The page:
The REGARD-VAP trial has been approved by the following ethics committees: Oxford Tropical Research Ethics Committee (40-17), Srinagarind Hospital Center for Ethics in Human Research (4.6.03: 59/2563), Sunpasitthiprasong hospital Center for Ethics in Human Research (085/2561), Singapore National Health Group Domain Specific Review Board (2018/00250) and Nepal Health Research Council (630-2018). The trial results will be disseminated to patients, their caregivers, physicians, the funders, the critical care societies and other researchers.
We thank the Mahidol-Oxford Research Unit Clinical Trial Support Group and Singapore Infectious Diseases Clinical Research Network for rendering expertise in ethical submissions, data management and monitoring.
Contributors YM, PAT, DL and BC designed the study. TEW and GM critically reviewed the study protocol as subject matter experts. AYL, SB, GK, YHL, YTC and PC are site investigators who offered feedback prior to local ethics approval submissions. All authors read and approved the final manuscript.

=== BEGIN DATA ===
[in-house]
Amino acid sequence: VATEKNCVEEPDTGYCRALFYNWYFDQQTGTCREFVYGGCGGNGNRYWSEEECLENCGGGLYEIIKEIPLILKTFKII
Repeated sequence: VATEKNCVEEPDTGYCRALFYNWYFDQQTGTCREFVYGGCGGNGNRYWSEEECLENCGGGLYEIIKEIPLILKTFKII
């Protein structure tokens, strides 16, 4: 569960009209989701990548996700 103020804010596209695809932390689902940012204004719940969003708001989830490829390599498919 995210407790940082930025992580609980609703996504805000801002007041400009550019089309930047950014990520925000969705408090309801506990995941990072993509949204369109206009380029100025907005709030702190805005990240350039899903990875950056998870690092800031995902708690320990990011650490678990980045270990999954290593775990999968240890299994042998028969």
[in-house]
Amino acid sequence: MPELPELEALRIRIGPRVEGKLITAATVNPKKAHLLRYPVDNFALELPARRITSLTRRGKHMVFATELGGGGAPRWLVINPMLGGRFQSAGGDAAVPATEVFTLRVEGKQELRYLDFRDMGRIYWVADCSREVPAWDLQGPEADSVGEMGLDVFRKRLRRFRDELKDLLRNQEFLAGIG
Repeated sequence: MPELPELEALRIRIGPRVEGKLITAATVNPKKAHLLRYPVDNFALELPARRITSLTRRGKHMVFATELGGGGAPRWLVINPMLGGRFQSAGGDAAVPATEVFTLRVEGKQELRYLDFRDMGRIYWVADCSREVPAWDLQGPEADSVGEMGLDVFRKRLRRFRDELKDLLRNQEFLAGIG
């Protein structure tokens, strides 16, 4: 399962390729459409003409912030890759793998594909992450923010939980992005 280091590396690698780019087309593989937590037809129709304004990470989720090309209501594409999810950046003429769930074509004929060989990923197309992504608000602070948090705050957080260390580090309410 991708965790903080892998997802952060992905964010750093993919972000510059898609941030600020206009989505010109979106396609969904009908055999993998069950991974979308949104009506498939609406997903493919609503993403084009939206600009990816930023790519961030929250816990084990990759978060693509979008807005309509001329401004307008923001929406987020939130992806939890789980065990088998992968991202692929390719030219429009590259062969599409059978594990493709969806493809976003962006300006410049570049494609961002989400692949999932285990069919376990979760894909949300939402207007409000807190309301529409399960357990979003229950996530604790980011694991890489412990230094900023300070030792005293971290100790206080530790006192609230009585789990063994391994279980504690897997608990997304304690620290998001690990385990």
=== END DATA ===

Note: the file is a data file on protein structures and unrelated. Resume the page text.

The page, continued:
Funding The study is funded by the UK Medical Research Council/ Department for International Development (Grant reference: MR/K006924/1) and Singapore National Medical Research Council (Grant reference: CoSTAR-HS/ARGSeedGrant/2017/01 and MOH-CTGIIT18may-0003). MY is supported by the Singapore National Medical Research Council Research Fellowship (Grant reference: NMRC/Fellowship/0051/2017).
Competing interests None declared.
Provenance and peer review Not commissioned; peer reviewed for ethical and funding approval prior to submission.